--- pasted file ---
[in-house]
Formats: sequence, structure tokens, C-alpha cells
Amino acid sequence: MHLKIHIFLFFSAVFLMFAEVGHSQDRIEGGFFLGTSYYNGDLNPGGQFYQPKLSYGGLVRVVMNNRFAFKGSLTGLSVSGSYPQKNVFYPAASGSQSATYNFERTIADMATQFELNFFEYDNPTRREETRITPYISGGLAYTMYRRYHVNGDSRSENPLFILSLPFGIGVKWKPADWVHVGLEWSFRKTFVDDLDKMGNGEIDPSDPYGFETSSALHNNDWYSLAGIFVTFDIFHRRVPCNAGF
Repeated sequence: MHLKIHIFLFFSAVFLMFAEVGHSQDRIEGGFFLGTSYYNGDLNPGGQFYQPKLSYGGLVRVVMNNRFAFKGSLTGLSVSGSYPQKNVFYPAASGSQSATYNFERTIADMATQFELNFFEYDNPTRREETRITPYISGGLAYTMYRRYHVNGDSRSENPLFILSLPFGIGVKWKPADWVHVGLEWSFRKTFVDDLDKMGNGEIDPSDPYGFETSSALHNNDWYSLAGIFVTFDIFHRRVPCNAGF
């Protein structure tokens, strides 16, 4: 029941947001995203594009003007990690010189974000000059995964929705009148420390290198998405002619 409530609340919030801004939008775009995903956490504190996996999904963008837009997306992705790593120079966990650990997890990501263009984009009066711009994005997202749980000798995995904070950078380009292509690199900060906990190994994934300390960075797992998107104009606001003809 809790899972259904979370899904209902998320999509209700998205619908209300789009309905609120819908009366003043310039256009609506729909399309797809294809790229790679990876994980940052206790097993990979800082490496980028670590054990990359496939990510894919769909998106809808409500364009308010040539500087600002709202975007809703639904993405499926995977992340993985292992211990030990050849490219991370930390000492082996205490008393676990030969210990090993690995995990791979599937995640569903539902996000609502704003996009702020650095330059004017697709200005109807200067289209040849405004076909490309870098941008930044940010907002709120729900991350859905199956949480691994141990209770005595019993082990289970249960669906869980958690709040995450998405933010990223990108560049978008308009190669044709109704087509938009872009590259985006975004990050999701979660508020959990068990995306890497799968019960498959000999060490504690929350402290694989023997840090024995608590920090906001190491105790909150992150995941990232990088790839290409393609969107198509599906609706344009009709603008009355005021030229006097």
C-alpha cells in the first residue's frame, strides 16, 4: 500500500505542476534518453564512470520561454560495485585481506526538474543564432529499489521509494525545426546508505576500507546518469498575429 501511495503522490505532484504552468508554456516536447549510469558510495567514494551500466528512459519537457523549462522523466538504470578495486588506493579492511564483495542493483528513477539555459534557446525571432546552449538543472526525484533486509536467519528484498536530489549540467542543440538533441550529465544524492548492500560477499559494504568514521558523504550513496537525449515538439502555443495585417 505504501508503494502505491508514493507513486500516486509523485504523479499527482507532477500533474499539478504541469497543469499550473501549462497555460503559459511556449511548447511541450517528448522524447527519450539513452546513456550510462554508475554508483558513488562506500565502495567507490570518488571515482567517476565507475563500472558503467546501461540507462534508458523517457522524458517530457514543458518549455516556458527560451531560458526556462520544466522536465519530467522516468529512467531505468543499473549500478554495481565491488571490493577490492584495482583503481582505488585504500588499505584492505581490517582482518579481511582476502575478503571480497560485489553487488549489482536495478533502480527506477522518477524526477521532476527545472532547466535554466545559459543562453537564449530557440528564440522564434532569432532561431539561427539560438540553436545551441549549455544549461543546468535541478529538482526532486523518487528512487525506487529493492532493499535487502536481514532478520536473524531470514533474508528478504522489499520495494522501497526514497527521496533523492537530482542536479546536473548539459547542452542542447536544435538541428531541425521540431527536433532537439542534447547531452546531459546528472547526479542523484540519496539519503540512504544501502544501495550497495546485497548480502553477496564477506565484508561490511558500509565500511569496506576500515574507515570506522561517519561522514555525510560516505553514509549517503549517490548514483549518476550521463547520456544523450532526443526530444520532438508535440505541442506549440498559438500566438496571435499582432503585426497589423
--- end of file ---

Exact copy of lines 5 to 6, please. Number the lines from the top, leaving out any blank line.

């Protein structure tokens, strides 16, 4: 029941947001995203594009003007990690010189974000000059995964929705009148420390290198998405002619 409530609340919030801004939008775009995903956490504190996996999904963008837009997306992705790593120079966990650990997890990501263009984009009066711009994005997202749980000798995995904070950078380009292509690199900060906990190994994934300390960075797992998107104009606001003809 809790899972259904979370899904209902998320999509209700998205619908209300789009309905609120819908009366003043310039256009609506729909399309797809294809790229790679990876994980940052206790097993990979800082490496980028670590054990990359496939990510894919769909998106809808409500364009308010040539500087600002709202975007809703639904993405499926995977992340993985292992211990030990050849490219991370930390000492082996205490008393676990030969210990090993690995995990791979599937995640569903539902996000609502704003996009702020650095330059004017697709200005109807200067289209040849405004076909490309870098941008930044940010907002709120729900991350859905199956949480691994141990209770005595019993082990289970249960669906869980958690709040995450998405933010990223990108560049978008308009190669044709109704087509938009872009590259985006975004990050999701979660508020959990068990995306890497799968019960498959000999060490504690929350402290694989023997840090024995608590920090906001190491105790909150992150995941990232990088790839290409393609969107198509599906609706344009009709603008009355005021030229006097």
C-alpha cells in the first residue's frame, strides 16, 4: 500500500505542476534518453564512470520561454560495485585481506526538474543564432529499489521509494525545426546508505576500507546518469498575429 501511495503522490505532484504552468508554456516536447549510469558510495567514494551500466528512459519537457523549462522523466538504470578495486588506493579492511564483495542493483528513477539555459534557446525571432546552449538543472526525484533486509536467519528484498536530489549540467542543440538533441550529465544524492548492500560477499559494504568514521558523504550513496537525449515538439502555443495585417 505504501508503494502505491508514493507513486500516486509523485504523479499527482507532477500533474499539478504541469497543469499550473501549462497555460503559459511556449511548447511541450517528448522524447527519450539513452546513456550510462554508475554508483558513488562506500565502495567507490570518488571515482567517476565507475563500472558503467546501461540507462534508458523517457522524458517530457514543458518549455516556458527560451531560458526556462520544466522536465519530467522516468529512467531505468543499473549500478554495481565491488571490493577490492584495482583503481582505488585504500588499505584492505581490517582482518579481511582476502575478503571480497560485489553487488549489482536495478533502480527506477522518477524526477521532476527545472532547466535554466545559459543562453537564449530557440528564440522564434532569432532561431539561427539560438540553436545551441549549455544549461543546468535541478529538482526532486523518487528512487525506487529493492532493499535487502536481514532478520536473524531470514533474508528478504522489499520495494522501497526514497527521496533523492537530482542536479546536473548539459547542452542542447536544435538541428531541425521540431527536433532537439542534447547531452546531459546528472547526479542523484540519496539519503540512504544501502544501495550497495546485497548480502553477496564477506565484508561490511558500509565500511569496506576500515574507515570506522561517519561522514555525510560516505553514509549517503549517490548514483549518476550521463547520456544523450532526443526530444520532438508535440505541442506549440498559438500566438496571435499582432503585426497589423